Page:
Choosing the Directory




                         If you are upgrading from
                         Win95, you must use the
                         same directory that
                         Win95 used.
Win98 Installation Steps Concluded
 Prompt to make a
  Startup disk
 Prompt for
  network options
 Opportunity to
  save the Win95
  files if upgrading
 Then the long
  copying process
 Hardware
  detection
Installation Errors
DOS Level Errors
 DOS errors take place during clean install and usually
  point to one of the following:
   • No boot device present when booting off the start disk –
     Startup disk is bad or CMOS isn’t set to look at the A: drive
     first
   • Windows has detected that drive C: does not contain a valid
     FAT partition – forgot to partition the drive
   • Windows setup requires XXXX amount of drive space – need to
     format the drive or there just isn’t enough space
   • MSCDEX error “No CD-ROM detected.” – check your CD-ROM
     support in config.sys and/or autoexec.bat
   • Not ready error on CD-ROM – try R for retry a few times so
     the CD can catch up or you may have a bad CD
Errors During Install
 „Can‟t read Cab file‟ is a common installation
  error
  • Bad CD-ROM
  • Try copying the files to the hard drive first
 „The system already has an OS‟ is a common
  error when upgrading from 95 to 98
  • Happens when using a full install CD-ROM for an
    upgrade
     • Go the System folder on drive c:
     • Rename the files setupx.dll and setupx.w95
     • Restart setup
Lockups During Install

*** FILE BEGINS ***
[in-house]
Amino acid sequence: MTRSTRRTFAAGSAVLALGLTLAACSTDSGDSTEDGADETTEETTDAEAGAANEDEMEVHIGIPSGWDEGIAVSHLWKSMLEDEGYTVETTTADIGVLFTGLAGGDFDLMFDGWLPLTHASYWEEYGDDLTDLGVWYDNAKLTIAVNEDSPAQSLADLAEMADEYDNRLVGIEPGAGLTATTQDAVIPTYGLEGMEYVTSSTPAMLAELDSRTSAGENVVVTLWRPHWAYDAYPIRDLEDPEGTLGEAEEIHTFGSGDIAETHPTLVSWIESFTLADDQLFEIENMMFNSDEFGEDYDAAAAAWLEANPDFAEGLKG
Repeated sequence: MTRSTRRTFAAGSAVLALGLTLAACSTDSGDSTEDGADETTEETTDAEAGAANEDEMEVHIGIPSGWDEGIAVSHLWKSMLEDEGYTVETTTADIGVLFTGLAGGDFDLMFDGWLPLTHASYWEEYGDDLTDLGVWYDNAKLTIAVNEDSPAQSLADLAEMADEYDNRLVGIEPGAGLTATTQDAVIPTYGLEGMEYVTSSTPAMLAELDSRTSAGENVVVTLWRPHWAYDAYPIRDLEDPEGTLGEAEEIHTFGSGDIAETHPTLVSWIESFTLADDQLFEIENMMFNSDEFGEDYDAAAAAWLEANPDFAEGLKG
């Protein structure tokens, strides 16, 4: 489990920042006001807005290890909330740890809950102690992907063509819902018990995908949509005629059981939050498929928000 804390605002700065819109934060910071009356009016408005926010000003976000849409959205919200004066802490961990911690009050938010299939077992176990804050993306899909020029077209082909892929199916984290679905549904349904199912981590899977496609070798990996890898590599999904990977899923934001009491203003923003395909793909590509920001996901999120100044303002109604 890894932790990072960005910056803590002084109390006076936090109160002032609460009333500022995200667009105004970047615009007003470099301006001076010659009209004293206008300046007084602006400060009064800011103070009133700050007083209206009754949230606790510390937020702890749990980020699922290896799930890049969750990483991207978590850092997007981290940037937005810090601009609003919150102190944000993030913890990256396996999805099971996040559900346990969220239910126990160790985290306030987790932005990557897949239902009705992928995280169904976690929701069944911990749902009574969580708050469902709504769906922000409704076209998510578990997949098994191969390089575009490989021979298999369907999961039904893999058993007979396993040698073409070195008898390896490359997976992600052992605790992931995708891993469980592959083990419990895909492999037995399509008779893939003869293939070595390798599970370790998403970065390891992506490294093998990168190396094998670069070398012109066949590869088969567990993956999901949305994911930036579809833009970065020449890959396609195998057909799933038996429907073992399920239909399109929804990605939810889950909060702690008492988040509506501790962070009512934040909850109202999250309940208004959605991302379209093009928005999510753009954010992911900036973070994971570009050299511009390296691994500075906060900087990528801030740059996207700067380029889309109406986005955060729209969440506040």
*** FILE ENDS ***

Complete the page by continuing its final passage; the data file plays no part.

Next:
 Most system lockups occur when Windows
  queries the hardware.
 Bad CD-ROM disks, CD-ROM drives, and
  hard drives may cause lockups.
 In Windows 95, lockups are fairly common; in
  Windows 98, they are rare.
 If a system locks up during installation, turn off the computer – do not
 use Ctrl-Alt-Del or Reset. Turn the system back on with the bootable
 floppy still in. Windows will see the partial setup and prompt you for a
 “Safe Recovery” mode to complete the installation (only the most critical
 hardware will be activated). Afterwards you can troubleshoot the rest
 of the hardware not installed.
Log Files
 Special text files generated by Windows and
  located in the root directory of the C: drive
  • SETUPLOG.TXT
     • Tracks the complete installation process
  • DETLOG.TXT
     • Created during hardware detection
  • BOOTLOG.TXT
     • Tracks the boot process
    Optimizing and
Maintaining Windows 9x

There is little you can do to make
 a Windows system run faster or
 better by tweaking the system!
Service Packs/Patches/Windows Update

 Patches are EXE files provided by Microsoft
  for fixing specific problems
 A service pack is a group of patches
  • Microsoft later sold Win95 with Service Pack 1 at
    OEM service release 1 (OSR 1)
  • A year later OSR 2 combined newer patches
  • Win98 had one major update called the Customer
    Service Pack (Win98 SE includes it)
What do I need?
 Windows Update (on
  the Start menu) will
  determine what
  updates you require
  and will list them,
  allowing you to decide
  which ones you want
 For Win95, download
  QFECHECK from
  Microsoft‟s web site
Drive Maintenance
 „Disk scanning,‟ „defragmentation,‟ and „disk
  cleaning‟ are the critical parts of drive
  maintenance
  • Start  Programs  Accessories  System Tools

 The Windows Task
  Scheduler can be
  used to automate
  the processes
  involved in drive
  maintenance
Defrag at Work
Defrag Utility in Windows 2000
Disk Cleanup
Virtual Memory
 All versions of Windows use virtual memory
 Windows swap files are used to implement
  virtual memory
 The swap file in Windows 9x is called
  WIN386.SWP; it is known as PAGEFILE.SYS
  in Windows 2000
Virtual Memory
 Windows sets the initial size of the swap file
  automatically according to the free space
  available on the C: drive.
 The swap file size can be altered and it can
  also be moved onto another drive according to
  memory needs.
Swap Files